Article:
Down time. It’s what you get when you have a break between ads (isn’t that ironic?).
The by-product is you’re itching like a flea-ridden woolly jumper to do something that keeps you on your toes.
A little while ago when I had down time back in Brisbane and was hunting around with my itchy jumper on, I came across this series of videos from Animation Mentor called “Anatomy of a Fight”. I watched them all and found they were fascinating body mechanics to study.
I’ve loved UFC for a while now and always admired how they can create so much force with a strike. If it weren’t for the fact that I need my money makers (my hands), I would actually take up MMA as a hobby. But never fear! As an animator, we have a tool called the computer that will let you try out your hobbies risk free!
Well, RSI and obesity caused by a sedentary lifestyle aside, practically risk free. So why not save my hands in the short term and just punch something digitally?
Per usual, I started my study with thumbnail sketches of fighters in action.
I was pretty happy with them. Fighters can be as graceful as dancers I found.
I decided to start with a punch or strike first as a test.
I found an elbow strike that I really liked from this video. I chose it because the camera was fairly still, the movement was quick and it looked like the striker wasn’t holding back too much in delivering force:
Using the lessons I’d learnt from the videos, I tried to convey the power in the reference while animating. I used the gorilla rig at work from the Vellfire ads to animate my strike along with the reference.
As you can see the animation follows the timing of the video but exaggerates the poses on some of the extremes for more impact. Like a lot of realistic animation, if you don’t wind up the poses and just follow the reference exactly, the animation feels quite vanilla.
You can see above that most of the exaggeration involved twisting the torso more and changing the angle of the shoulders.
And here’s how it looks from the front with my grease pencil notes.
I couldn’t see the feet so I assumed there could be a step for a weight change and made sure to capture the snap in the hips.
I never realised how important your core is for driving the slingshot movement of a hit until I watched that series of videos I mentioned earlier. Dr. Stuart Sumida said (basically) for punches:
Your arm isn’t actually where you get the most power. If you just used your arm to punch, you’d look like one of those kangaroo pens with boxing gloves. *Which are awesome in their own right. Hours of entertainment on a writing utensil? Yes please*. Nor is your shoulder the actual base of the power.
It all starts at the root of the chain. So if you can whip the root of the chain around first, your secondary links (your core, your shoulder, your fist) will also follow through like a whip, delivering more force for you to whip it good. *Dun na na na nah! Dum, pshh, dum, pshh.*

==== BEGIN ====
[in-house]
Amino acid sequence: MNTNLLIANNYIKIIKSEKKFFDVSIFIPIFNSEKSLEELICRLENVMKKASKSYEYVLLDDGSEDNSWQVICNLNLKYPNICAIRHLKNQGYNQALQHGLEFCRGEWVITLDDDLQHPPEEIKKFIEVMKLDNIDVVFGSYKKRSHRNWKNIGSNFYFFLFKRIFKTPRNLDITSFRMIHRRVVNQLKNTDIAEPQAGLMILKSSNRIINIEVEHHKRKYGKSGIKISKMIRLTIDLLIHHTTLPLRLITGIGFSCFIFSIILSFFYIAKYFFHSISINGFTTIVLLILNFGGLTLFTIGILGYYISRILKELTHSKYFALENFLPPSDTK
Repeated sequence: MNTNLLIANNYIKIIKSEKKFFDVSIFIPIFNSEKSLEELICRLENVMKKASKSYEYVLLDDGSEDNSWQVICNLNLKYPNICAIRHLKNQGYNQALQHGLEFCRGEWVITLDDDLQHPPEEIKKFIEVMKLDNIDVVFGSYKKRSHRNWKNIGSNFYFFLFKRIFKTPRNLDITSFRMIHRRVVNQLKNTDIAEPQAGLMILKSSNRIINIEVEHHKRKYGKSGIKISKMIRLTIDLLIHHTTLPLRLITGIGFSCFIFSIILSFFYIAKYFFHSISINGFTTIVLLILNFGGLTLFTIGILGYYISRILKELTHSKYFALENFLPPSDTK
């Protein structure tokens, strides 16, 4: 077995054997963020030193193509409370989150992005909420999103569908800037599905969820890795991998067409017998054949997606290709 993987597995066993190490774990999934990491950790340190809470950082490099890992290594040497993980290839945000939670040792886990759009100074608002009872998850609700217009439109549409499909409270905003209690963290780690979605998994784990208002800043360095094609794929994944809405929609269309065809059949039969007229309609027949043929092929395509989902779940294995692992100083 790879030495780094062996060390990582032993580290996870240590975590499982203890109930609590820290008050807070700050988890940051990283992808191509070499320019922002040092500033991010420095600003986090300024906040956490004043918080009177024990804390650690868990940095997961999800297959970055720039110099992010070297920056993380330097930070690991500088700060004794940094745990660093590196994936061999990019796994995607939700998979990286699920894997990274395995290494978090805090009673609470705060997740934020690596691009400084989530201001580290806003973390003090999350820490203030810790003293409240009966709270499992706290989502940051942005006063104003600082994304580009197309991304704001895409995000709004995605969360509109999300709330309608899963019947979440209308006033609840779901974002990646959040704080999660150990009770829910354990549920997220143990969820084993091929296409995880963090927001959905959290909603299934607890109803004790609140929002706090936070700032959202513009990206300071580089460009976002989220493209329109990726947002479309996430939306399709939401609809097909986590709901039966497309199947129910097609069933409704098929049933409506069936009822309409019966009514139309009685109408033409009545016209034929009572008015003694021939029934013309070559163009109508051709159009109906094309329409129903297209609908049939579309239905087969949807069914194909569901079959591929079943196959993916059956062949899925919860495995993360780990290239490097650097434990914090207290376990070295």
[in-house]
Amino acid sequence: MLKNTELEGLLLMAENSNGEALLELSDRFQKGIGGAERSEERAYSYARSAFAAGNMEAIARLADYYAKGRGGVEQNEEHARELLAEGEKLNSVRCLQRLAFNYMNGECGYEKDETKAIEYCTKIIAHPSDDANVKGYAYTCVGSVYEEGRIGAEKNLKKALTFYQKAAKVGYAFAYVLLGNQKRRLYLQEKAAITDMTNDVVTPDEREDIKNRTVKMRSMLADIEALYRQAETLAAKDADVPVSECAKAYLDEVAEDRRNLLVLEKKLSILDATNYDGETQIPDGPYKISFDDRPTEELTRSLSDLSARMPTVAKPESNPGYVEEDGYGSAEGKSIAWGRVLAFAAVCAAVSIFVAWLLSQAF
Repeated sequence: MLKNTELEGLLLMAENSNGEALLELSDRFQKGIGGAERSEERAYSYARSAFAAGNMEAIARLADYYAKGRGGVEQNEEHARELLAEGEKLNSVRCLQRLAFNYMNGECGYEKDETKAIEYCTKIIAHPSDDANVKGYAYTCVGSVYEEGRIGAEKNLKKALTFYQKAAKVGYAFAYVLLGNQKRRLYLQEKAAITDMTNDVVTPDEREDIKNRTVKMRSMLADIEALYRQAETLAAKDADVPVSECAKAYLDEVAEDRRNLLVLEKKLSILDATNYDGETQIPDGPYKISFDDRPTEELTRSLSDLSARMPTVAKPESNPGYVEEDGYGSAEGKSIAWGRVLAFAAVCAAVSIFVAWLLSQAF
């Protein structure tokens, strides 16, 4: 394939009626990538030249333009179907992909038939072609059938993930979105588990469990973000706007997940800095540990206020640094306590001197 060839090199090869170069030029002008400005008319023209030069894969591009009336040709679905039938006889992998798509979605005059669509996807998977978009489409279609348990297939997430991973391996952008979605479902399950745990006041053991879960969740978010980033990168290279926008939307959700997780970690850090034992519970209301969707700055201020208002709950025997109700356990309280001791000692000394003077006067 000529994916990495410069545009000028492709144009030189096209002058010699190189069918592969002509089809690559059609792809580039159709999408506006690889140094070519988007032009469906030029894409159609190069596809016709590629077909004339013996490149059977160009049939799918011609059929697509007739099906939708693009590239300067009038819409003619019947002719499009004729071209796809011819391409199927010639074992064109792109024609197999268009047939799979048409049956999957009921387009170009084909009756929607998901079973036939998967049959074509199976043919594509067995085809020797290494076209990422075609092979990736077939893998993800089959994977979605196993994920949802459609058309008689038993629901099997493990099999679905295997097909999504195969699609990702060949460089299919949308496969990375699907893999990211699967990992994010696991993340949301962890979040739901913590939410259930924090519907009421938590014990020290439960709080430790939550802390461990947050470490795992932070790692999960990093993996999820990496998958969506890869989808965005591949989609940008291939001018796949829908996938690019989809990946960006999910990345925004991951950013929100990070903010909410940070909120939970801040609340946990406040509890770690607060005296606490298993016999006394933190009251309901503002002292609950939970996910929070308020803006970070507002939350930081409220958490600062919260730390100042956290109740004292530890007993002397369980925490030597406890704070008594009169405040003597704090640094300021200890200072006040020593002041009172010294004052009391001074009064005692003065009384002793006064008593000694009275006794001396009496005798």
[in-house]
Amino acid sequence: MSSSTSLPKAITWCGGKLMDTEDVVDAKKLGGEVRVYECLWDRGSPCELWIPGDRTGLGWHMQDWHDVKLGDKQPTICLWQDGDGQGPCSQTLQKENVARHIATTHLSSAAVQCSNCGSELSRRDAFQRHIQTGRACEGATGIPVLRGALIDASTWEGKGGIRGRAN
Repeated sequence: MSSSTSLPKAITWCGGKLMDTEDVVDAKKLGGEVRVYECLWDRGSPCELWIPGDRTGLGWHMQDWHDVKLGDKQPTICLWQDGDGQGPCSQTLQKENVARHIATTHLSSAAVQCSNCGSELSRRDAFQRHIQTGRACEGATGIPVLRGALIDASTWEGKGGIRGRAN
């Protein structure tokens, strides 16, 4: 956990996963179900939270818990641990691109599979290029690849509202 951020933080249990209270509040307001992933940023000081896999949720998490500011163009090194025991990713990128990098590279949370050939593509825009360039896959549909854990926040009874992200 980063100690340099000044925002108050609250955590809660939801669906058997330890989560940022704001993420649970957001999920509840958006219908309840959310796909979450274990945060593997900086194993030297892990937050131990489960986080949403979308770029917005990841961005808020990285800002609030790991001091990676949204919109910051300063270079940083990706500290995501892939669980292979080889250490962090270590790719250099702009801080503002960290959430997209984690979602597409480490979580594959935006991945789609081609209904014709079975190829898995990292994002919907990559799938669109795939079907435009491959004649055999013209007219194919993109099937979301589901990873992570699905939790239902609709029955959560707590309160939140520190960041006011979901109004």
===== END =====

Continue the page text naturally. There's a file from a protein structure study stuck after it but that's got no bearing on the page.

Then after that test I started thinking about kicks.
A great reference for kicks (or any fight sequence for that matter) can be found in the movies of the legendary Jackie Chan. This video not only explains how he achieves such perfect action-comedy fight sequences physically, but how he films them as well:
I decided to focus on finding a kick of Jackie’s that I like with an extra gorilla in there for the sake of showing impact and found this one:
I liked it because it has the little hop before the kick where his screen left leg scrunches up and then POW! snaps out.’
Using this video reference I planned it out with thumbnails.
Then I used the video ref to create help with the timing of the stepped blocking and came up with this:
With a bit of re-timing and polish, I finished with this:
Luckily my lead animator Chris was on hand to give me tips on the timing and how to make the impact of the screen-left gorilla hitting the wall jolt more realistically. Really throwing the head back and then jolting it forward two frames later makes the impact feel more intense. I did a bit of that on the legs too, making them have some rebounding action off the floor.
With the screen-right (SR) gorilla, it was hard to not make him feel too snappy when he extends that leg for the kick. I had to slow down the SR arm by a frame or two so that the spacing wasn’t too far and the arm didn’t whip back and forth like Willow Smith’s hair.
What Dr Sumida (roughly) said about kicks is also true:
Guess when it comes to finding power in fighting you could TORQUE about hips all day huh? AHHHHHHH *badum tsshhh*.
I ended my experiments with fighting there but if I could keep going in my spare time, I would aim to do something like this:
This is one of Steve Weebly’s animated loops (you should totally check out his website for more).
They’ve been travelling around the internet so you may have seen this already but all of his animated loops are AWESOME.
I liked the choreography of the fights so much that I actually sent him an email to ask him how he does it.
To paraphrase his answer, he talked about scribbling down all the ideas he would like to see come to life in the sequence, selecting the ones that work best. Then once you pick the first move, it’s just a matter of figuring out how many of those actions you can fit in so that it finishes somewhat similarly to the first move. After that, animate away!
The whole method sounds like figuring out the steps to a dance (which could be a little complicated for Miss Naturally Clumsy of the Year over here). Yet the idea of trying out a whole sequence one day sounds really fun.
Hopefully someone else reading this might decide to try it too!